By Adam Welsch
October is National Breast Cancer Awareness Month. It’s a time when lots of information about breast cancer and its causes are promoted via all media channels. The overwhelming share of it is highly credible. Unfortunately, some of it isn’t, and the internet often acts as a catalyst propelling and nurturing related rumors. One such rumor that’s been in existence since the mid-1990s is the idea that wearing bras can cause breast cancer. But is this true? The answer, fortunately, is no. There’s absolutely no scientific evidence suggesting that bras cause breast cancer.
If one stops and thinks about history for a moment, this answer intuitively makes sense. After all, supportive undergarments designed specifically for breasts have been in existence since only the second half of the nineteenth century. Humans, however, have been aware of breast cancer for thousands of years.
The origin of this misinformation is the 1995 book Dressed to Kill written by Sydney Ross Singer and Soma Grismaijer, two self-described medical anthropologists. In it, the authors claim that 70% of breast cancer cases cannot be explained by generally-accepted risk factors, and that women who wear bras 24 hours per day are 125 times more likely to develop breast cancer than women who wear no bras at all. These “findings” are based on the authors’ anthropological observations of various Pacific cultures and comparisons with the habits and views of women in the United States. Singer and Grismaijer theorize that the constriction caused by the tight fit of bras creates blockages in wearers’ lymphatic systems. Such blockages allow toxins to accumulate in breast tissue, and result in breast cancer.
The book’s methodology and conclusions have been soundly refuted by the mainstream medical and academic communities. The authors didn’t subject their study to the scientific peer-review process. Such a review would have highlighted the fact that the authors failed to exclude important variables when reaching their conclusions. For example, the women who wore bras, and developed breast cancer, may have also had other, generally-accepted risk factors. Without controlling for these variables, the book’s conclusions are without merit. Thus, its main argument is a theory supported only by casual observation. It’s a classic example of the logical fallacy that correlation – or the simultaneous existence of two events – proves causation. It doesn’t.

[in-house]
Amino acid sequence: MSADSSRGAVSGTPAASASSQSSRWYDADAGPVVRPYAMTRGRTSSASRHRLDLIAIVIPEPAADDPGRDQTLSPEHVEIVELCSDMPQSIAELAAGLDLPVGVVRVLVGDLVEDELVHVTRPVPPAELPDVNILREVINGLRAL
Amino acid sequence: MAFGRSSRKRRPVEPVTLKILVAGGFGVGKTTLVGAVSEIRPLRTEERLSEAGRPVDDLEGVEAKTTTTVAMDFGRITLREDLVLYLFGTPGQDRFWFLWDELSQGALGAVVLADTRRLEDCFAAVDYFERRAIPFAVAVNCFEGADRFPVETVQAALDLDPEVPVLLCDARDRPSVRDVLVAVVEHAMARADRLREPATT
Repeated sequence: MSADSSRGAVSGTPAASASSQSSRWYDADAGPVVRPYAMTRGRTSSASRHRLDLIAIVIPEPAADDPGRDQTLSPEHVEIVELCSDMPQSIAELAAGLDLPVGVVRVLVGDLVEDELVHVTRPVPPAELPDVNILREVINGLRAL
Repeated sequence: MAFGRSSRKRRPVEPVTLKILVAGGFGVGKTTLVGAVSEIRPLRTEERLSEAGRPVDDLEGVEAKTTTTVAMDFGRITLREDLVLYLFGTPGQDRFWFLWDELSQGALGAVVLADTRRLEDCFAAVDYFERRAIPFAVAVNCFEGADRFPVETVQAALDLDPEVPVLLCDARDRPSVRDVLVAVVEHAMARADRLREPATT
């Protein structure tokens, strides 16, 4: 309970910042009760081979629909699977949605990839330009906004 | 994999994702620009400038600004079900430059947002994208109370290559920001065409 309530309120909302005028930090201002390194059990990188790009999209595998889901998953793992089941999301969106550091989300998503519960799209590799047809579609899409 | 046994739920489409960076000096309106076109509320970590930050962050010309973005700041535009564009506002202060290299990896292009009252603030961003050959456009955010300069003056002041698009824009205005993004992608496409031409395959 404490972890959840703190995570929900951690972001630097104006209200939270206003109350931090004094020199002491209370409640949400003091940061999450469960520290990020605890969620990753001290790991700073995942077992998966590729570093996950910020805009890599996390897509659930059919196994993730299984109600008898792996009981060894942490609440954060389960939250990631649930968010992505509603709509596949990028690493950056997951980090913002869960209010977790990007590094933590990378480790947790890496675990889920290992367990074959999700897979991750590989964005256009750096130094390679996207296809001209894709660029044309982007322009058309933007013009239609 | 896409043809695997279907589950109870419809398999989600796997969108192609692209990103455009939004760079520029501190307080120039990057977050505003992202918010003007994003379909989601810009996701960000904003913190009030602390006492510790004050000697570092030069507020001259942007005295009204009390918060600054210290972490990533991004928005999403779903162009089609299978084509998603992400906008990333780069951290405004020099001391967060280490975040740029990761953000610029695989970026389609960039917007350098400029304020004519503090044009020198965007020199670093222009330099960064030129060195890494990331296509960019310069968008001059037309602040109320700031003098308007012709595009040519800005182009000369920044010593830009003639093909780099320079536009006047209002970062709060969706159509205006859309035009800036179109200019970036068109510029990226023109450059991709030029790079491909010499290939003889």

A related piece of pseudoscience is the notion that underwires cause breast cancer. According to Dr. Marisa Weiss, the founder of breastcancer.org , the theory that underwires cause breast cancer makes absolutely no sense, since the lymphatic system carries fluid up and out of the breasts via the armpits, not down through the breast tissue supported by a bra’s underwires.
Credible, scientifically-sound studies of bra usage and breast cancer would help to squelch rumors of a causal connection. So why haven’t any been performed? In a New York Times article earlier this year, Dr. Ted Gansler, director of medical content for the American Cancer Society, said that “because the idea of bras causing breast cancer is so scientifically implausible, it seems unlikely that researchers will ever spend their time and resources to test it in a real epidemiological study.”
So, if bras don’t cause breast cancer, what does? Mutations of DNA cause normal breast cells to become cancerous. But what causes these mutations? Scientists have identified two tumor-suppressing genes, BRCA 1 and 2, whose malfunction leads to breast cancer, and mutations of these genes can be inherited. But inherited mutations of the BRCA genes are responsible for only a small percentage of all breast cancers. What causes the rest? It’s still unclear. However, there are well-documented risk factors that increase the chances that someone will develop the disease. According to the American Cancer Society, these include gender, age, a family and personal history of breast cancer, obesity, the use of combined hormone replacement therapy, alcohol use, smoking, a lack of exercise, race and ethnicity, the density of one’s breast tissue (denser tissue carries a higher risk), whether or not a woman has children and the age at which she has her first child, whether or not a woman breast-feeds, the use of oral contraceptives, and exposure to radiation.
Given breast cancer’s widely-understood risk factors, why does the myth that bras cause breast cancer persist? According to Dr. Susan Love, author of Dr. Susan Love’s Breast Book, it’s the frustration, shared by all women, of not knowing exactly what causes the disease, combined with the human need to blame such afflictions on external causes that are controllable.
How much or how little one chooses to wear a bra is a personal decision. It may be based upon considerations of comfort, appearance, and even cultural mores. But the concern that doing so increases one’s chances of developing breast cancer should not be among those considerations.